Page 2

also document the underuse of other services—the failure to provide services from which the patient would likely have benefited (Chassin and Galvin, 1998).1 Patient safety was the subject of a landmark report by the IOM (2000).

It is these and other shortcomings in quality that led the President's Advisory Commission on Consumer Protection and Quality in the Health Care Industry to call for a national commitment to improve quality involving both the private and the public sectors and every level of the health care system (Advisory Commission on Consumer Protection and Quality in the Health Care Industry, 1998). To help guide this process and track progress, the Advisory Commission recommended that there be an annual report to the President and Congress on the nation's progress in improving health care quality. Shortly thereafter, Congress enacted the Healthcare Research and Quality Act of 1999, directing the Agency for Healthcare Research and Quality (AHRQ) to prepare an annual report on national trends in the quality of health care provided to the American people.

AHRQ contracted with the IOM to assist in the design of the new national health care quality report. The IOM Committee on the National Quality Report on Health Care Delivery was established in 1999 and was charged with laying out a vision of the National Health Care Quality Report (also referred to as the Quality Report), including both its content and its presentation. Specifically, the committee was asked to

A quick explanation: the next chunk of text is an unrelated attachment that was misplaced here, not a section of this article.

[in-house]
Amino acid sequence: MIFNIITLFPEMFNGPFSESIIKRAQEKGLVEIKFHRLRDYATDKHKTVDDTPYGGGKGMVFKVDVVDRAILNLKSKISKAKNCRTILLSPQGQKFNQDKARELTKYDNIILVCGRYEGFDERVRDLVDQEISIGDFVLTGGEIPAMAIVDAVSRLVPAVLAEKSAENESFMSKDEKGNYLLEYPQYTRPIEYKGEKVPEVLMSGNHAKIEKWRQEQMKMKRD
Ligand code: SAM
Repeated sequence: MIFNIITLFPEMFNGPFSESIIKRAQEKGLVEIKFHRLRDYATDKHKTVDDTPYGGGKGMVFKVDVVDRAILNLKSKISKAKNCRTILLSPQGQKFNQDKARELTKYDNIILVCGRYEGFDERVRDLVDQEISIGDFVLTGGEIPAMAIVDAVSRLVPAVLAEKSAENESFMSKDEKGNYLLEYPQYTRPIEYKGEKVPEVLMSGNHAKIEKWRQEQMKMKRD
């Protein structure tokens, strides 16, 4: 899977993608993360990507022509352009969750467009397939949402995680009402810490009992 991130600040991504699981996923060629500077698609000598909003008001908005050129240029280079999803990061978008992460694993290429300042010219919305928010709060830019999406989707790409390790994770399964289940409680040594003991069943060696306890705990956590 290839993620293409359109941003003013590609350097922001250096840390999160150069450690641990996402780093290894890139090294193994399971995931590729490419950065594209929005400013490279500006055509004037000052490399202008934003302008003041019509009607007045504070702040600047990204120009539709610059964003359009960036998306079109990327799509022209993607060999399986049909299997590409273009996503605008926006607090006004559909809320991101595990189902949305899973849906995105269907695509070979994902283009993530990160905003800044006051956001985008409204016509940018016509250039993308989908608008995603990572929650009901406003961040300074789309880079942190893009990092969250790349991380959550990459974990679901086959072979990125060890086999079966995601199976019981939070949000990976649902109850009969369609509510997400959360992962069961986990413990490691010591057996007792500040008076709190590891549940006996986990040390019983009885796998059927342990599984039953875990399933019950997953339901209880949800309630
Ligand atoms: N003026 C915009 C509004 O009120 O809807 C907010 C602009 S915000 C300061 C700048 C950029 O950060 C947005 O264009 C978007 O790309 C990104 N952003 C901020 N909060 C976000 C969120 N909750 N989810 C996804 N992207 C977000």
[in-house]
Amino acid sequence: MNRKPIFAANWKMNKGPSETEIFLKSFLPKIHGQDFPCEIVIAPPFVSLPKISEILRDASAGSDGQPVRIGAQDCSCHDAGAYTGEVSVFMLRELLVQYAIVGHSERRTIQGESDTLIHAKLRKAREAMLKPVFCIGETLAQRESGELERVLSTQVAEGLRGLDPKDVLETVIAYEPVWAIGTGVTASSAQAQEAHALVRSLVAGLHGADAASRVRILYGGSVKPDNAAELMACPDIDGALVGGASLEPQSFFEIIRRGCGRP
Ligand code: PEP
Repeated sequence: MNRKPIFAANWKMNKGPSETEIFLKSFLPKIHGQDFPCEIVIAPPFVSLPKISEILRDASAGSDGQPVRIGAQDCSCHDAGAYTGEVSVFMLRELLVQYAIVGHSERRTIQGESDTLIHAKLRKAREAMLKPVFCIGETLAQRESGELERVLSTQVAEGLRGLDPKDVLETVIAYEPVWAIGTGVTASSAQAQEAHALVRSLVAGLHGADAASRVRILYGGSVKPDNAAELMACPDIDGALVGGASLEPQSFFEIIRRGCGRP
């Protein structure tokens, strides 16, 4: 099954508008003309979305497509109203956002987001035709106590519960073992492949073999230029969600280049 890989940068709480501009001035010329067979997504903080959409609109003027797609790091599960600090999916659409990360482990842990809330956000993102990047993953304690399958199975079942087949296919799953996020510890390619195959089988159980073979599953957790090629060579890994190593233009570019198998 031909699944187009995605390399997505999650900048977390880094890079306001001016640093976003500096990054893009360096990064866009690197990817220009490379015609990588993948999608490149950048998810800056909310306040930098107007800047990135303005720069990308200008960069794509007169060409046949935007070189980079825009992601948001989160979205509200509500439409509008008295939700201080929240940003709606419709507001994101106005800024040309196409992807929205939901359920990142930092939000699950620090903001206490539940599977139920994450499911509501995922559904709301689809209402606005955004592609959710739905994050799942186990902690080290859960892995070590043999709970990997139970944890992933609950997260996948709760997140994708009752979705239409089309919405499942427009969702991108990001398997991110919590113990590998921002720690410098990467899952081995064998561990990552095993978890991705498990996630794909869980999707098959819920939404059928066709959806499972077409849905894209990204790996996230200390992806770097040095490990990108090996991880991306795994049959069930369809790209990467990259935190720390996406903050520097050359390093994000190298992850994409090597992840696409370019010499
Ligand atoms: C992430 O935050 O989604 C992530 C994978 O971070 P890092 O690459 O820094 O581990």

• identify the most important questions to answer in evaluating whether the health care delivery system is providing high-quality health care and whether quality is improving over time;

  • identify the major aspects of quality that should be reflected in the Quality Report;

  • provide examples of specific measures that might be included in the Quality Report; and

  • provide advice on the format and production of the report.


The National Health Care Quality Report should serve as a yardstick or barometer by which to gauge progress in improving the performance of the health care delivery system in consistently providing high-quality care. Similar tools have been applied and found useful in other areas and industries. For example, the Bureau of Labor Statistics produces economic indicators, such as the

1 For a review of more than 70 articles documenting shortcomings in quality of care see Schuster et al., 2001.

The National Academies | 500 Fifth St. N.W. | Washington, D.C. 20001
Copyright © National Academy of Sciences. All rights reserved.
Terms of Use and Privacy Statement